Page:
On 3/2/07, Rick DeNatale <rick.denatale / gmail.com> wrote:
> On 3/2/07, Jenda Krynicky <jenda / cpan.org> wrote:
> > reed.adam / gmail.com wrote:
> > > Thanks for the explanation Tim, that's exactly what I needed.  I
> > > didn't realize they would act differently under windows/unix - I think
> > > I was stuck on imagining them as code-specific items because I wasn't
> > > used to hearing about them in unix.
> > >
> > > Strangely enough, I'm ok as far as unix and pipe/redirection, and I've
> > > been logging output of standard unix stuff to files for a couple of
> > > years - just never knew specifically what the output was called.  Go
> > > figure.
> >
> > The thing to watch out for under Windows is that (at least on some
> > versions)
> >
> >    script.rb > results.txt
> >
> > doesn't work and you have to write
> >
> >    ruby script.rb > results.txt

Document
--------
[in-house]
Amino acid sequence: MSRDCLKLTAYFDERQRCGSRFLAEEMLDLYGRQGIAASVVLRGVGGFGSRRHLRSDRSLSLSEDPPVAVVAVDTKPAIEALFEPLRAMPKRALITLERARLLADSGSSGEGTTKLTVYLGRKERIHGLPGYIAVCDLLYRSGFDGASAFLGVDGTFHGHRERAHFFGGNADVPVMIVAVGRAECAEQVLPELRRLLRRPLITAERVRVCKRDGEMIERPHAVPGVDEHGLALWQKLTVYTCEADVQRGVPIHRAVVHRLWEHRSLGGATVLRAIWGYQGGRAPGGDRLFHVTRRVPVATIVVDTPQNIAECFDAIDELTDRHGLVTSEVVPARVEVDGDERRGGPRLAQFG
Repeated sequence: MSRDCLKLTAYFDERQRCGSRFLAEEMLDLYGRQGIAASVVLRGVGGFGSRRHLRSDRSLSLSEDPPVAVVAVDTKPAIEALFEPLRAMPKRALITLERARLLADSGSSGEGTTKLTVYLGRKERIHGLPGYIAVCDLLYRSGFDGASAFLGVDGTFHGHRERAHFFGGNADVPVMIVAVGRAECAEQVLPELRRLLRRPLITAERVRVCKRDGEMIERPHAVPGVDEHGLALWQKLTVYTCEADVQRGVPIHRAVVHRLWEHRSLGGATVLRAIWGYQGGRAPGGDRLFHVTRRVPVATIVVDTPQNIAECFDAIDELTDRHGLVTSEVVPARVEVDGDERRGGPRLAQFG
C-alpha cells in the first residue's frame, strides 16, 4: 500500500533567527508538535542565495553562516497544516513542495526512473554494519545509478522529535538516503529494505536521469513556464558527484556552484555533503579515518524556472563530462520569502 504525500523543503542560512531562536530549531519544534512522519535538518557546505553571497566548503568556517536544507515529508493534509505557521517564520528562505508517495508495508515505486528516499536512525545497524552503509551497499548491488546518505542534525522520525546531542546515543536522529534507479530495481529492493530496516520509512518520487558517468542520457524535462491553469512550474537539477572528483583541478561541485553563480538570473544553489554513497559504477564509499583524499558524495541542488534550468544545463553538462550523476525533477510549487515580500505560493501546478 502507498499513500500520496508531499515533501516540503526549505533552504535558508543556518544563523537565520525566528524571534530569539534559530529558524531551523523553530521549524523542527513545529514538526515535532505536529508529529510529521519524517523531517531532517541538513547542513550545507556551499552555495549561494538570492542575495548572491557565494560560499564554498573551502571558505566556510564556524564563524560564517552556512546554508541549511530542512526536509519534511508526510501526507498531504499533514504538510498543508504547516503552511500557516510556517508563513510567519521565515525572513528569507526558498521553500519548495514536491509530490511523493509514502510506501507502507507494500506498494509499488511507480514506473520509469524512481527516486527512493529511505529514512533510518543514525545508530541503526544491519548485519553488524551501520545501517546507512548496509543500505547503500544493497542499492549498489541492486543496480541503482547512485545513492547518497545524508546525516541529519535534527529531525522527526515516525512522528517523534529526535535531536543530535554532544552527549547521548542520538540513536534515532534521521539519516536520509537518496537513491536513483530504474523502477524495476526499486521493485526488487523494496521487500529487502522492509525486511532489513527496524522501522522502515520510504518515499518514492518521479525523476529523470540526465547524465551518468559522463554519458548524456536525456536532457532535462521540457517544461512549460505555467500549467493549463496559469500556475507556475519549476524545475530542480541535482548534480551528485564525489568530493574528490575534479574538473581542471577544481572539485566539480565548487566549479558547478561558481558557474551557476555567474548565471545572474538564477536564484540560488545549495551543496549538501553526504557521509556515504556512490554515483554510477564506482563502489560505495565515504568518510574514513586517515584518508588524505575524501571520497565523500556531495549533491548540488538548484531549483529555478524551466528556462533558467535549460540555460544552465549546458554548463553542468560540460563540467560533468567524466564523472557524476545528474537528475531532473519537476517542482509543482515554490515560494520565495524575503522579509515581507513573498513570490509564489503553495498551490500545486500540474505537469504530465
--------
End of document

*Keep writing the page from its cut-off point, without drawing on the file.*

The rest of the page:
> >
> > This is caused by the fact that the cmd.exe has to use a different WIN32
> > API call to execute the script using the file extension mapping than
> > what it would use for .exe and thatthe former doesn't preserve the
> > STDxxx redirection.
>
> Also, although I haven't really kept up with windows, it used to be
> able to redirect stdout, but not stderr.

I was surprised when I learnt that since win2k it's possible to
redirect stderr and even redirect stderr to stdout or vice versa,
using

progname 2> stderr.txt and progname 2&>1

You know, after all those years, maybe we'll be able to call cmd.exe a shell :D

Other useful bits are:

^ is escape char - for escaping |, > etc.
|| and && work in windows as well


So... reading help might be useful and surprising sometimes...